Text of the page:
On January 29, 2009, President Obama signed his very first piece of legislation into law: The Lilly Ledbetter Fair Pay Act of 2009 (the “Ledbetter Act”). Heavily touted as a way to close the wage gap between the sexes, the Ledbetter Act is a legislative “fix” to the Supreme Court’s May 2007 decision in Ledbetter v. Goodyear Tire & Rubber Co., Inc., that threatens to subject many employers to additional litigation.
Lilly Ledbetter was an area manager at Goodyear Tire & Rubber Company for nearly 20 years. In that position, she was the only female area manager at her store; companywide, the position also was largely held by men. Well into her tenure, Ledbetter received an anonymous tip from a coworker that demonstrated she was being paid significantly less than male supervisors performing substantially similar work. At the point she discovered the pay disparity, the decisions that caused that pay differential were already very dated, and well outside of the charge filing period. Even upon receiving the information that she was being paid significantly less, Ledbetter waited another three years before filing an EEOC charge. A jury ultimately returned a verdict in favor of Ledbetter, awarding her back pay and damages, as well as attorneys’ fees and costs. The Eleventh Circuit reversed the decision because it held Ledbetter’s claim was barred by the statute of limitations. The Supreme Court affirmed.
Title VII’s statute of limitations is 300 days for the majority of states (those, like Minnesota, with a state fair employment agency) and 180 for the rest. Ledbetter did not argue that Goodyear Tire acted with discriminatory intent when it issued her paychecks during this statute of limitations period. Rather, she argued that the paychecks were unlawful because they were based on discriminatory performance evaluations (evaluations that had taken place years – even decades – earlier, well outside of the EEOC charging period) and would have been larger if she had been evaluated in a nondiscriminatory manner. The Supreme Court “reject[ed] the suggestion that an employment practice committed with no improper purpose and no discriminatory intent is rendered unlawful nonetheless because it gives some effect to an intentional discriminatory act that occurred outside the charging period.” The Supreme Court held the action was untimely.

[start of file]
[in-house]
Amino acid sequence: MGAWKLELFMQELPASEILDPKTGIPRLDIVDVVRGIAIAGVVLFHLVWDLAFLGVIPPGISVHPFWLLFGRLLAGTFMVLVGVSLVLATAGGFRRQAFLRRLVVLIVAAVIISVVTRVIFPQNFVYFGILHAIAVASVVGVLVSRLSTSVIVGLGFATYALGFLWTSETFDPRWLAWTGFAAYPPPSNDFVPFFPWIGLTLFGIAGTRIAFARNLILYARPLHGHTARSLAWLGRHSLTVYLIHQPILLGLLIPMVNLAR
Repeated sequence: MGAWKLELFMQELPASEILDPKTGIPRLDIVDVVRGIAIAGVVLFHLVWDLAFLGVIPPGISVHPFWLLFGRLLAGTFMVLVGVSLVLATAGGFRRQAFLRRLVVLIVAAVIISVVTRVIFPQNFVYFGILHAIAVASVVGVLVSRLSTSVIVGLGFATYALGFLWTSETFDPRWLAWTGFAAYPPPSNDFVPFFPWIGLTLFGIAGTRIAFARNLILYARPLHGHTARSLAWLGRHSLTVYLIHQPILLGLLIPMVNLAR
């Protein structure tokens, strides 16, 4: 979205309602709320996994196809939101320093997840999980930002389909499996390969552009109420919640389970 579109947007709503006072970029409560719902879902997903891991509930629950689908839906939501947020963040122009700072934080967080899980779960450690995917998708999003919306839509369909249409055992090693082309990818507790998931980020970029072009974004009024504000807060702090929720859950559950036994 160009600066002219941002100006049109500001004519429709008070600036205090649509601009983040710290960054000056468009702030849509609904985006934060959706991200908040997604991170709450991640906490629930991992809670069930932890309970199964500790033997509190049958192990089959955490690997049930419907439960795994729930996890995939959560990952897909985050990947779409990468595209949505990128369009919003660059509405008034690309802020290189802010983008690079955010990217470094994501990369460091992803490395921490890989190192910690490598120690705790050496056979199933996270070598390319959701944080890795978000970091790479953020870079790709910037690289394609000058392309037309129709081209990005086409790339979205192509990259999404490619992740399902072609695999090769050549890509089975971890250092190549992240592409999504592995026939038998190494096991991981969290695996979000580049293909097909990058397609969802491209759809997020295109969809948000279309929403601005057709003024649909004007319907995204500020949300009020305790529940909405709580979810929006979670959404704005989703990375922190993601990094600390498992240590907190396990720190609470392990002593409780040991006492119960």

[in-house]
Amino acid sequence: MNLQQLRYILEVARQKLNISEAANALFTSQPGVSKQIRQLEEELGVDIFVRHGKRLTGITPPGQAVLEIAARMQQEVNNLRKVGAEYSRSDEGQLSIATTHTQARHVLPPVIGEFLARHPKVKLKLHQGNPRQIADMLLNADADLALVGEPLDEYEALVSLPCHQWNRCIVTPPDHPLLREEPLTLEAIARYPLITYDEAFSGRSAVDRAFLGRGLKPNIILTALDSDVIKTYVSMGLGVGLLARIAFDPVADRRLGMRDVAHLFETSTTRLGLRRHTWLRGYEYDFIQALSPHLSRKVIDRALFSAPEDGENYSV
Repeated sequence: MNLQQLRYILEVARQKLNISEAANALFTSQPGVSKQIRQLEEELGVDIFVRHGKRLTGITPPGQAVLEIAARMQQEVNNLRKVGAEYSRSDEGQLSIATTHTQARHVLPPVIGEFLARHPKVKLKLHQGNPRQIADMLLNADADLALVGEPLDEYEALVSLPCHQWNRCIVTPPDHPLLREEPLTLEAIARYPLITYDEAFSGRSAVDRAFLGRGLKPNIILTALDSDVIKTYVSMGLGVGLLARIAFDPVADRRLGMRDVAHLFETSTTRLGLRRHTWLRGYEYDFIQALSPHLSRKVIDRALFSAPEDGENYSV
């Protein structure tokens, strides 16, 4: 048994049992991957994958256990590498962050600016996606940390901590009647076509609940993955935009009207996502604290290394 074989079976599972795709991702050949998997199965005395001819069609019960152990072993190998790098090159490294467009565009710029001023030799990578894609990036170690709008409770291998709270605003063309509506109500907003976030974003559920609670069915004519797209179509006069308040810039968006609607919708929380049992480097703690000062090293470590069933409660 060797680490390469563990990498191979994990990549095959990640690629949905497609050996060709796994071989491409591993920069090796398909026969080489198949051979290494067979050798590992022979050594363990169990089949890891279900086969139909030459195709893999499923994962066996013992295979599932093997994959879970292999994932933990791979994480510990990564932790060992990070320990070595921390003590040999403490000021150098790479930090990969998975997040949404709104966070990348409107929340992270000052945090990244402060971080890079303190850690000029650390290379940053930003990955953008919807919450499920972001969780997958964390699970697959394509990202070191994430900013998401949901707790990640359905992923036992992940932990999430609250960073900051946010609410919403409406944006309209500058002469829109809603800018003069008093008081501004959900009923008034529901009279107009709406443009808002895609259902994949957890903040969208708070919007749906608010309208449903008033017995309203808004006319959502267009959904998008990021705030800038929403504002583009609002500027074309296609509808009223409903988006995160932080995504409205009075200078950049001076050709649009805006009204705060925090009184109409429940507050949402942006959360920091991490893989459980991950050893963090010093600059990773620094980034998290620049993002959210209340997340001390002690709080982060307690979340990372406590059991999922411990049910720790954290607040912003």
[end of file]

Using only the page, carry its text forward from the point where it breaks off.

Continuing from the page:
The Ledbetter Act:
The Ledbetter Act adopts what is commonly referred to as the “paycheck rule,” meaning that the statute of limitations restarts every time someone receives a paycheck or other remuneration that has been impacted, in some way, by a prior discriminatory decision. The Ledbetter Act expressly amends Title VII, the Age Discrimination in Employment Act, the Americans with Disabilities Act, and the Rehabilitation Act to provide that:
[A]n unlawful practice occurs…when a discriminatory compensation decision or other practice is adopted, when a person becomes subject to a discriminatory compensation decision or other practice, or when a person is affected by application of a discriminatory compensation decision or other practice, including each time wages, benefits, or other compensation is paid, resulting in whole or in part from such a decision or other practice.
Thus, if compensation was influenced at any point in time by a discriminatory decision, the statute of limitations resets each time wages, benefits, or other compensation is paid as a result of that decision.